Stephenson Percy Smith (1840-1922) was a New Zealand ethnologist and surveyor. As a young man, he travelled six hundred miles exploring the volcanic interior of North Island, and had many interactions with the Maori population, whose language, history and traditions fascinated him throughout his career as a government surveyor. In 1892 he co-founded the Polynesian Society, in whose journal this study originally appeared. The first book edition was published in 1898, and this third, updated edition in 1910. Using indigenous sources gathered in Polynesia and New Zealand, Smith constructed an elaborate history of the Polynesians, and argued that they were ultimately descended from Aryan ancestors in India. His theory of Maori origins was accepted by several generations of scholars, but was eventually superseded by modern historical and archaeological research. However, his pioneering work, acclaimed in its day, still provides fascinating insights into both nineteenth-century Polynesian culture and colonial ethnography.
"We had been out going on nigh to three years, with seven hundred barrels in the hold and five hundred that we had sent home by the Hector, when I noticed that the skipper wore a troubled look. Besides his wife didn't come on deck so often. One evening, just as dog-watch was on, he comes up to me, and says, 'Ben' he always called me Ben when none of the men were around Ben,' says he, my wife's sick.'
"What is the matter with her, captain?" says I."
Why, blame it, man' that's the only cuss word he ever used ' can't you guess what's the matter? And here we are four hundred miles away from main land.'
"Don't get low-spirited, captain,' says I; perhaps we can run in before she needs a doctor.
'No, we can't; and I'm a fool!' says he.
"Whatever you do, don't finger once that big book and medicine chest,' I said for I had Epsom salts in my mind, do you see?
'No I won't Ben; but what is to be done?"
"Well, we'll square away, anyhow, and do the host we can.'
"But it was no use; she grew worse. The George and Susan pitched and rolled so heavily that it made her suffer all the more. We broke two casks of oil and lashed them over the rail, knocked out the hung and let the oil adrift. It smoothed down the water a little, but it did not last long.
"If the skipper thought it would have done any good he would have emptied every cask on board to save his wife The next night, while I was on watch, the old man came bouncing out of his cabin. "Ben, for heaven's sake, come down! Rouse out Mr. Kedge to stand your watch,' he sung out.
"I roused out the third mate and followed the captain. When I reached the cabin I could hear his poor wife crying, and I tell you it went all over me.
"Captain,' says I, my good mother has told me some things that might be of service, and I'll give it to you straight as I can.' So I told him how to proceed, bade him God speed, and he went in, while I stood sentry at the scuttle.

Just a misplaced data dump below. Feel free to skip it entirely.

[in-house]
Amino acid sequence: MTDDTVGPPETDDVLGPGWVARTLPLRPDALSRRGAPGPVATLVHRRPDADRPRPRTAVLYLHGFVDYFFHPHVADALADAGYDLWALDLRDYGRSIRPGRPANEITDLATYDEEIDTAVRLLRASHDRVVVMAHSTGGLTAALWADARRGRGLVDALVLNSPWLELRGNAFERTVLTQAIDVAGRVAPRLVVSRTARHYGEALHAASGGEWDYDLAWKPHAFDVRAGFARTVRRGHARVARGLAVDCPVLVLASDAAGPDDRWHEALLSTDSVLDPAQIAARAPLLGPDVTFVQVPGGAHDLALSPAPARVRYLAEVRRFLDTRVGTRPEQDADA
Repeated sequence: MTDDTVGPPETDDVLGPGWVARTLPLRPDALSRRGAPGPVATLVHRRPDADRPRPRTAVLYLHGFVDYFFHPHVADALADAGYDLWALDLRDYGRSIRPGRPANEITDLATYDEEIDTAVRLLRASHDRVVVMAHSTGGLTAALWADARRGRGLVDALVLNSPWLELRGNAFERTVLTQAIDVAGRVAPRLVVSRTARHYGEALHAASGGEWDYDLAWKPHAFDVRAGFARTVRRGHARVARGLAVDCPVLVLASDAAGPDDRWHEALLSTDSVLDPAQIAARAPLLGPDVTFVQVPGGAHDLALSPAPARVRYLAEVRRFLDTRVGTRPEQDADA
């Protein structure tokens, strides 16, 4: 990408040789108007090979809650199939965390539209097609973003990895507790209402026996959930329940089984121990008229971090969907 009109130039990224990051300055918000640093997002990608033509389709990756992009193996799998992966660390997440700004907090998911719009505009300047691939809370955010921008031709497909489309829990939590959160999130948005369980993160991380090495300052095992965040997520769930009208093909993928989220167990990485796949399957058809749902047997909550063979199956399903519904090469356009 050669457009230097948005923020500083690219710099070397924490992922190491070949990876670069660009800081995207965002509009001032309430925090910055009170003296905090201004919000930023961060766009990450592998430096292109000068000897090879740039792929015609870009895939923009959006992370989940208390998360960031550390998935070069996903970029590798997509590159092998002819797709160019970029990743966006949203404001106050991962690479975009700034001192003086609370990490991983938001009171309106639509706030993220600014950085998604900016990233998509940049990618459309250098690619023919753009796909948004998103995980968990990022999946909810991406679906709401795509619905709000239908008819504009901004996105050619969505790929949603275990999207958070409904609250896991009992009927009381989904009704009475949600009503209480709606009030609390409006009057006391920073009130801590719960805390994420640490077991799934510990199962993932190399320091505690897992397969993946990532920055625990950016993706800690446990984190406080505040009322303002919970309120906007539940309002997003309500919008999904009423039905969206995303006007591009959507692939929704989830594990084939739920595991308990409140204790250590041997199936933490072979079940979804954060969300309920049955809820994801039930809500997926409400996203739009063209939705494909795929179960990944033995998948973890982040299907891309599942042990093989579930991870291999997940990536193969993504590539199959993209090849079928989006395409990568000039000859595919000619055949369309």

"The crew by this time had got wind that something was up, seeing as Mr, Kedge hid changed places with me, and they mustered aft, anxiously waiting to hear the good or bad news .
"Pretty soon a little low, wailing cry came drifting up the cabin gangway, and then we knew that another hand had been added to our crew.
"The men noiselessly went for'ard whispering among them selves, for they all liked the skipper's wife and remembered the extra socks and tobacco she brought out of the cabin, which were not put down agin 'em in the bill book. But perhaps you don't want to hear any more."
" Oh, yes do go on; let me hear the whole of it. I'm all ears."
"Well, the baby lived and the mother died just one hundred and eighty miles from Valdiva, Chili, by the quadrant. What the mother did for me, I did my best to do for the baby.
"I got out two or three cans of condensed milk, mixed so me in warm water and fed it as carefully as if I were feeding a humming-bird.
"When we ran into Valdiva, the broken-hearted Skipper got a couple of Portuguese doctors to embalm the body of his wife, after which he had it put into a metallic case and placed in his cabin, so he could have her near to him even in death.
"What about the baby?"
"Oh, she got along, and weathered the remainder of the voyage. Took her condensed milk regular and clung to me just as if she was my own."
"I saw her a few weeks ago; but she ain't much of a baby now. I went down to Nantucket where the old man lives he don't go to sea any more; has enough to live on and to spare.
"When I called at the house I saw a young man about your age, who seemed to be paying his attentions around the domicile. But that didn't hinder her from throwing her arms around my neck, if she is sixteen years of age,
"No, sir; if I was a young man myself I think my chances would be as good as the next one, for she don't forget old Ben and the many times he has carried her in his arms. Only a cable's length from the house is her mother's grave, and it looks as fresh, green and blooming all done by her hands as a regular garden. I hope whoever marries the baby, as I took care of, will think as much of her as I do. God bless her for the sake of her mother. '
Mr. Doldrum wiped his sleeve across his eyes as if the sun troubled them, and said he must be moving on. and said he must be moving on
The Naval Order of the United States has a history dating from 1890. Membership includes a wide range of individuals, many with highly distinguished career paths.
The San Francisco Commandery meets the first Monday of each month at the San Francisco Italian Athletic Club in San Francisco, California and holds two formal dinners each year.